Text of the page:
After a Fashion

Your Style Avatar rips the sheets off of the scam that is home staging

Imagine! Your new home could look like this! (But it probably won't once you move all your junk in.)
Imagine! Your new home could look like this! (But it probably won't once you move all your junk in.) (Photo by Seabrook Jones/

STAGE ONE Austin home stager Brenda Spencer of Spencer Staging & ReDesign won first place in the professional category of the 2010 MirrorMate Makeover Contest for her client's bathroom mirror makeover. Congratulations to Brenda. If you've watched HGTV, then you know home staging is the biggest, hottest trend since ... since ... well, since the first caveman (or cavewoman) tossed an animal pelt over a rock and called it a recliner. Home staging is the act of redoing your home so that someone else will want to buy it. A simple theory, yes, but a nightmare for anyone who doesn't get with the program. While it's true that many people haven't a clue how to make their surroundings more appealing, some of the finished work displayed on HGTV looks like the "designer" went berserk with a can of spray paint at a Walmart clearance center. Especially these 14-year-old interior redesigners. Okay, maybe they're not 14, but most of them look like it. Besides, all I have to do is look at the way the stagers present themselves to know whether I'd want them to present my home to anyone. Bad hair + bad clothes = bad taste. Apparently the folks behind the home staging trend feel that most buyers are absolute morons – and maybe they are. Or maybe it's the home sellers that are the morons for thinking that if they just hire a home stager and invest a little more money in the home they're trying to get rid of and dumb it down, then the home can successfully be sold. Home staging doesn't require any training or licensing. It simply requires the mindset that what you already have isn't good enough for anyone else and that no one would possibly consider buying your home because it has your things in it. And if you're not smart enough to figure that out yourself, then whip out your wallet and bring on the home stagers! To me, the fall of modern civilization begins with people who can only see things as they are rather than as they could be (thank you, John F. Kennedy). And if prospective buyers only have the tunnel vision to see things as they are, then I don't know why they don't just have all of their furnishings and belongings sent over to a home that's for sale and set it up so that when they (the prospective buyers) enter the home for the first time, they will see all their own things and know exactly what the house will look like if they buy it. Perhaps this could be more easily accomplished with a View-Master disc that has photos of your possessions, and you simply hold it up and see your stuff superimposed on the room. Perhaps when a home is put up for sale, it should be color-coded to help prospective buyers understand what they are seeing. For instance, yellow homes will all have been staged according to the guidelines set forth by the Guild of 14-Year-Old Interior Designers. All traces of personal style have been removed, and the place is as interesting as a box of Kleenex. But you can't have a box of Kleenex in your yellow-coded newly staged for-sale home because prospective buyers might realize that a flesh-and-blood person actually lives there and then no one will buy it. A blue home might indicate that while all traces of personality have been removed, there are still indications that an actual person lives or lived there. Dangerous indications include a toilet, a swingset in the backyard, or a washer and dryer (gross!). And a red home? Not for the faint of heart. A red home means that not only is the prospective buyer going to need blinders before entering, but that even with a diminished viewpoint, the buyer will be exposed to someone else's personal style. Red-coded houses are to be avoided by all except those buyers who might be able to imagine their own art collection hanging on the walls or that the sage green walls were a nice honey beige. Honestly, even if you love the look that says, "I have no personality of my own," is it going to look like that once you move in and have your own crap everywhere? No. It's going to look like you just moved your crap from one hellhole to another. You're better off just painting your walls and staying put. It's a lot less expensive. If you're unable to walk into a room and see past someone else's furnishings or wall color, then perhaps you're just not ready to buy a house.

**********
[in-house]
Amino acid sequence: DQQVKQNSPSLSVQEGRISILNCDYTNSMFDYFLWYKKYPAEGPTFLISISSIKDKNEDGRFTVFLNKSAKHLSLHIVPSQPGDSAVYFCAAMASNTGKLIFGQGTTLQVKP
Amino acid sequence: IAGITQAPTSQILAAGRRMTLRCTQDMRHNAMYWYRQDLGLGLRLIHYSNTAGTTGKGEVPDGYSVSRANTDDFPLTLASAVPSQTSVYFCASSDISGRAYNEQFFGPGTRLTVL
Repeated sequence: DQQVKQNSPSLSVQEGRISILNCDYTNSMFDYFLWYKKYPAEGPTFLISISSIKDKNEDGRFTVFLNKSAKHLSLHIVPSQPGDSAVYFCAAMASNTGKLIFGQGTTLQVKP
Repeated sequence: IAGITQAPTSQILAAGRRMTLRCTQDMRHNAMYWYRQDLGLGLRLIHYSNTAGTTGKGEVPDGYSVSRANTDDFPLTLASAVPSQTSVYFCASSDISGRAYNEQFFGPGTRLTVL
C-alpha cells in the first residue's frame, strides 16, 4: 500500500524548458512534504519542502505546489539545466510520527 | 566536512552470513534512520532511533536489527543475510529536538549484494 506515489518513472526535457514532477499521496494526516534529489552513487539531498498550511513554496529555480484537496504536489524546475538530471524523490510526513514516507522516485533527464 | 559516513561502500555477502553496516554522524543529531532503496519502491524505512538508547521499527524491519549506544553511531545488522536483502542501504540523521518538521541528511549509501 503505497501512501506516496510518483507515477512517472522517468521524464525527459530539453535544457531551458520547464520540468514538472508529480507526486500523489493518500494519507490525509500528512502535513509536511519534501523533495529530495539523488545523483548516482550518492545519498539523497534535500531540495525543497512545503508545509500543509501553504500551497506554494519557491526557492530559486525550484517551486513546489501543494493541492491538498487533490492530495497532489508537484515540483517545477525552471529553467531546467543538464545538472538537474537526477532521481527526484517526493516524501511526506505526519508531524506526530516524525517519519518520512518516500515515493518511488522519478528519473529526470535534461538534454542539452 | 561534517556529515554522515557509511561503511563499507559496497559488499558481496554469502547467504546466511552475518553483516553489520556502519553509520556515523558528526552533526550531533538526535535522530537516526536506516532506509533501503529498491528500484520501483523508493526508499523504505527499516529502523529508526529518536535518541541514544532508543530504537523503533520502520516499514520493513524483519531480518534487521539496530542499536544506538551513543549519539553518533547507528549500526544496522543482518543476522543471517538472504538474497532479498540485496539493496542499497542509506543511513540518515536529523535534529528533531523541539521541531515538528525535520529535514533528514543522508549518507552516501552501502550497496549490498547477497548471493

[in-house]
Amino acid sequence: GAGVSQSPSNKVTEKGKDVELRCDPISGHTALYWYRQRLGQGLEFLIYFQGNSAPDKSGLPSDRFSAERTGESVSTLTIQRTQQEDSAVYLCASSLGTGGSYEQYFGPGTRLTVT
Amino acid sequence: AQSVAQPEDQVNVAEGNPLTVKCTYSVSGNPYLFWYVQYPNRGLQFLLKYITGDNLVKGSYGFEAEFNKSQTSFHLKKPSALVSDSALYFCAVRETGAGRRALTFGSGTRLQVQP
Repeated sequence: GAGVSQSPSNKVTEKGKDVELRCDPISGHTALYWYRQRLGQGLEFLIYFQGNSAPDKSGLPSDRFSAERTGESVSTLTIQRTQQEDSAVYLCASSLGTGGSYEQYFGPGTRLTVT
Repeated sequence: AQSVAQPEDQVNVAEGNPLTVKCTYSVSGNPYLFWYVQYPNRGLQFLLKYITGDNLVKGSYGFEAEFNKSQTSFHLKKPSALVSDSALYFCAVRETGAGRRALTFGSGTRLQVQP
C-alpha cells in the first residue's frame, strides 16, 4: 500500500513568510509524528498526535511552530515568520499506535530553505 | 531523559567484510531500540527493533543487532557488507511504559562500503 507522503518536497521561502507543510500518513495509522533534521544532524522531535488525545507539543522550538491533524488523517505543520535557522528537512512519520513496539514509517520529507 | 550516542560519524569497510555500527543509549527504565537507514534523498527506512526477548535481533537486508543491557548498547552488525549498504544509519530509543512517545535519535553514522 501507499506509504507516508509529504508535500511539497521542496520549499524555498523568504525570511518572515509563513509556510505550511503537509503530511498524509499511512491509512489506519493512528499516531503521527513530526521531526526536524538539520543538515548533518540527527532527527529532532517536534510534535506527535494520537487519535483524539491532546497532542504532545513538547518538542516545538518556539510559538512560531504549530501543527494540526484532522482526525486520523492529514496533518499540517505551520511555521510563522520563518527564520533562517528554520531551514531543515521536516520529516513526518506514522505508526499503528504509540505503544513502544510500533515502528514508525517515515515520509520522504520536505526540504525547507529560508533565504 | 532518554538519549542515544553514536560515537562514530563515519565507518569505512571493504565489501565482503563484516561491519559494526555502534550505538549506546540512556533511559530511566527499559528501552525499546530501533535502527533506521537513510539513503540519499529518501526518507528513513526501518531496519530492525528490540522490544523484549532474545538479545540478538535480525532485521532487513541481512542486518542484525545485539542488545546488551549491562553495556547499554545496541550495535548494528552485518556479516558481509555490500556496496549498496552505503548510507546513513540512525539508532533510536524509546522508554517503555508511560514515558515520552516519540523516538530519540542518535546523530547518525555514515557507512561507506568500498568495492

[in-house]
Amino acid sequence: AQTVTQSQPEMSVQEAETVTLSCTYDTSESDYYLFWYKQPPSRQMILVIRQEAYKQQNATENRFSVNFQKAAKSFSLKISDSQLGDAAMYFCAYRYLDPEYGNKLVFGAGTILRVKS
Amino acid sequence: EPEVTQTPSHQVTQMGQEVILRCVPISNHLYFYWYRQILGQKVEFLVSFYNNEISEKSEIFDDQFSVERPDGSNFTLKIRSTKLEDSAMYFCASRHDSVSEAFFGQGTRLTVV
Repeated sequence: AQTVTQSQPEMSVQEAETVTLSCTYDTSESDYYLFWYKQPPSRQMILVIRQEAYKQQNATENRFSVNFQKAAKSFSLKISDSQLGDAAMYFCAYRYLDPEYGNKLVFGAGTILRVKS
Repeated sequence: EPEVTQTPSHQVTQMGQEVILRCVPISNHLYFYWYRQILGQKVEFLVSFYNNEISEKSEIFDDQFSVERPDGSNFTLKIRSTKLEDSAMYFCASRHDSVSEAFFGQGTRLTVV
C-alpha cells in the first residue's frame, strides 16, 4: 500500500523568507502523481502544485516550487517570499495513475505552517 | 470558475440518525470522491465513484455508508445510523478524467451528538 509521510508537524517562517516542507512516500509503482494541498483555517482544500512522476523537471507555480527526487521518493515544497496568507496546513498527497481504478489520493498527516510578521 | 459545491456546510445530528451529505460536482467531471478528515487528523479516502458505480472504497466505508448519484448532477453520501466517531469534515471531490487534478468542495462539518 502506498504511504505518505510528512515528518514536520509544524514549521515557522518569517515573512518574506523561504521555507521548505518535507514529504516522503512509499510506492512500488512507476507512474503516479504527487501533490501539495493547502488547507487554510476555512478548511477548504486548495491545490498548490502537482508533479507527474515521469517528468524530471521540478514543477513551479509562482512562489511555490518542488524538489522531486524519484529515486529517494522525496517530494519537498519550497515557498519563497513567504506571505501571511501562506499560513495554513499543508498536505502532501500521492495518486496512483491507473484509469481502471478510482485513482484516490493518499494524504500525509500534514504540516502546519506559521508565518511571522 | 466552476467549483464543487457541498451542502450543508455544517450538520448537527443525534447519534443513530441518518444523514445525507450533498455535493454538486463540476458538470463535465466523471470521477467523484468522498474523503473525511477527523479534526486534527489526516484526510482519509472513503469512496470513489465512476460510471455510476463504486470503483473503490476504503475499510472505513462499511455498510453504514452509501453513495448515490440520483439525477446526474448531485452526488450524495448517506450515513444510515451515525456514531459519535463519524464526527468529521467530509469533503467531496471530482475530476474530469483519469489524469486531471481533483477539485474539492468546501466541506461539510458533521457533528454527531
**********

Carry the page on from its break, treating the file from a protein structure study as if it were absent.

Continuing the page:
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Austin style, Home staging, HGTV, 14-year-old designer, paint, color-coded, Brenda Spencer, Guild of 14-Year-Old Interior Designers

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